India's coronavirus challenge: Explaining the pandemic in 22 languages and 19,500 dialects

A dedicated website in India hosts almost 50 posters and infographics, answers to frequently asked questions. PHOTOS: INDSCICOV.IN

BANGALORE - Try as she might, Ms Harita Raval could not find a Gujarati word for "soap lipid". She was making a poster on how hand washing helps to reduce Covid-19 transmission. She knew soap was "saboo" in Gujarati, but what was lipid?

"Finally, I transliterated 'lipid' in Gujarati and added a definition in simple words at the bottom of the poster," said Ms Raval, a science educator in Mumbai's Homi Bhabha Centre for Science Education, based in the Tata Institute of Fundamental Research.

The centre that usually trains teachers in mathematics and science has for the past three months been abuzz with making Covid-19 more comprehensible to laypeople.

India has 22 official languages, and people speak more than 19,500 dialects across the country. But nearly all academic scientific material is in English.

This disparity is more pronounced today, as governments and health workers try to demystify the coronavirus to 1.3 billion polyglot Indians.

Ms Raval has helped coordinate a team of scientists and researchers from 14 institutes who are creating multilingual resources for Indians to better understand the pandemic.

On their website, they have podcasts, almost 50 posters and infographics, answers to frequently asked questions, and short videos in 12 languages.

The broadest effort, however, comes from the Indian Scientists' Response to Covid-19 (ISRC), a group of over 700 scientists, researchers and engineers across the country. The task force also includes translators, hoax busters, designers and illustrators who work in 19 languages including Konkani, Tamil, Malayalam, Hindi, Bengali, Assamese, Urdu and Meitei.

As rumours and superstitions about the pandemic spread through social media and even mainstream news channels, scientists and public health experts felt that access to trustworthy information in the mother tongue was essential.

"Facts and evidence can't remain locked up in English, even if that may be the language of medicine and research," said Ms Spoorthy Raman, a science communicator and former engineer who helped coordinate translations for the ISRC. She translated material to Kannada, a language spoken in the southern state of Karnataka.

"In English, the pandemic might feel far away, but in your mother tongue, it comes home, and you will take the dangers more seriously," she added.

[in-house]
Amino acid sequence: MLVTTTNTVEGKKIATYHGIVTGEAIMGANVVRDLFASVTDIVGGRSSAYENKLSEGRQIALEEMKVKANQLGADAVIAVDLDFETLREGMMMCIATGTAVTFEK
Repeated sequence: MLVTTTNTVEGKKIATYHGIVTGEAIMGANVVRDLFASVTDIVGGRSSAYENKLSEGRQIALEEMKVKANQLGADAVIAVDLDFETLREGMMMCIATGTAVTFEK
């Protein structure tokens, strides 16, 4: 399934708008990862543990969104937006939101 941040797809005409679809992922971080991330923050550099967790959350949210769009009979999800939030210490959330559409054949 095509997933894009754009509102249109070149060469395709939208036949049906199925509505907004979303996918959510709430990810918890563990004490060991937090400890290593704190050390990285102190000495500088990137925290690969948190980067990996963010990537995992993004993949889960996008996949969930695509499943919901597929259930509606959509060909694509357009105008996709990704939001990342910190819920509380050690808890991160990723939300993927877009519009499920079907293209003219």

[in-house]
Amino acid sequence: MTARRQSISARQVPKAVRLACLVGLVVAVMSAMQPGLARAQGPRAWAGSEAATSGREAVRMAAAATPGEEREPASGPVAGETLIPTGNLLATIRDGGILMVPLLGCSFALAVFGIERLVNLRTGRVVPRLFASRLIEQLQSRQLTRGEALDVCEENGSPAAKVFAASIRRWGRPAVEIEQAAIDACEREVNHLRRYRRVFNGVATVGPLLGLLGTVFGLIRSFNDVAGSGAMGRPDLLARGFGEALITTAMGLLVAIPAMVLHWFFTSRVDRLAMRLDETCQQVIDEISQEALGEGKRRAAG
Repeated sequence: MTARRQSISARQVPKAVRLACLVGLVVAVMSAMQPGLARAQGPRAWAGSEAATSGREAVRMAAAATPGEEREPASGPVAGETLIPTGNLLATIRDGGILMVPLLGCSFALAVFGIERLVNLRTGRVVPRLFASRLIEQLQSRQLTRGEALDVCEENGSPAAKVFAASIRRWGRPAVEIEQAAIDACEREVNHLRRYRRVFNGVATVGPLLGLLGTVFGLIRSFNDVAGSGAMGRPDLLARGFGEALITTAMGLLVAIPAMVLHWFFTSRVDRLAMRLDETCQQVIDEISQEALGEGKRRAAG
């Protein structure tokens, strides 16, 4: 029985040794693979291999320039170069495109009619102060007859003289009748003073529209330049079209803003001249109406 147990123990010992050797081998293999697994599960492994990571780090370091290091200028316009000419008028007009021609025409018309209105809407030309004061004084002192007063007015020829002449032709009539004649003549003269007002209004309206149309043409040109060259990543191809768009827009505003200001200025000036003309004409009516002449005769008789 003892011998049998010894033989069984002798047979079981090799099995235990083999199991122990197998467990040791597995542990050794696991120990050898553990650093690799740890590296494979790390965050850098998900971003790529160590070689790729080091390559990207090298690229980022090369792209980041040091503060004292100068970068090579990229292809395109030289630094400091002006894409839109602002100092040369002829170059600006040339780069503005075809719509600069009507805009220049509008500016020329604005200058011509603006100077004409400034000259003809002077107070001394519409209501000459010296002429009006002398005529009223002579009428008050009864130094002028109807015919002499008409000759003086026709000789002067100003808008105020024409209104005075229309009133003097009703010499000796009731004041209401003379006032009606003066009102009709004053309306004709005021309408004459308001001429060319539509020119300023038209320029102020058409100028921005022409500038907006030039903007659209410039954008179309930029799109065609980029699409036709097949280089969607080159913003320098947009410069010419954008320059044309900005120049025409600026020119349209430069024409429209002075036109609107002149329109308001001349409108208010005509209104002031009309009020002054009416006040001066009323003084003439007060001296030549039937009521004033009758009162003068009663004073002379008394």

Creating accurate and accessible Covid-19 information for millions of Indians has been a fascinating challenge, say the scientists.

"Accurate scientific words don't always mean much to people. Instead of going for a perfect translation, we would go for simple words used in day to day life," said Mr Soham Jagtap, a doctorate student in Bangalore's National Institute of Mental Health and Neurosciences who helped make Marathi content.

Social distancing is better explained in the local language as "two arms length" or "six feet distance", but many Indians are used to words like virus and quarantine today.

In a Kannada webinar with scientists, Ms Raman noticed that non English-speaking attendees were more comfortable with the word "immunity" than the Kannada term "roga nirodhaka Shakti".

For the over 660 million Hindi speakers in the country, this was less prevalent. "People used to say 'rog' or disease for epidemics. But after the Prime Minister used the exact Hindi words 'mahamari' for pandemic and 'lakshan' for symptoms in his speeches, people understand that," said Ms Pratibha Singh, a health worker in Madhya Pradesh who used the scientists' material to educate villagers.

Communicating the science in another Indian language often means thinking of whole communities that the anglophone world often forgets.

"When we did videos on how to wash hands for 20 seconds, we used the World Health Organisation guidelines but had to remember that not everyone in India has running tap water. Many use wells or ponds. We also created to-do lists catering to people in poor city neighbourhoods who didn't know how to isolate themselves in one-room houses," said Ms Raman.

Hoaxes and superstitions can be region-specific too.

Mr Anand Subramanian, a brain disorders research scholar from Coimbatore who translated material into Tamil, said many in Tamil Nadu thought splashing turmeric water sanitised their houses.

"I don't think residents in any other states believe this, except maybe some parts of the south," he said. The ISRC issued clarifications that turmeric water does not help.

To disseminate the material widely, the scientists have used social media and coordinated with grassroots organisations, relief workers and teachers' associations. ISRC created language-specific WhatsApp groups with science educators, teachers, rationalists and doctors to both share material and crowdsource emerging questions.

The more well-entrenched the group, the better it knows its community.

Bharat Gyan Vigyan Samiti, a mass literacy movement that operates in 23 states, translated material in Manipur and Nagaland, where each tribe has a different language.

The Tamil Nadu Science Forum created new vocabularies for social workers and for government messages.

Scientists, linguists and educators are almost all translating, writing and busting myths for no payment.

"The pandemic has shown us how central multilingual communication is for public health. I hope some of this will become more institutionalised," said Ms Raval.

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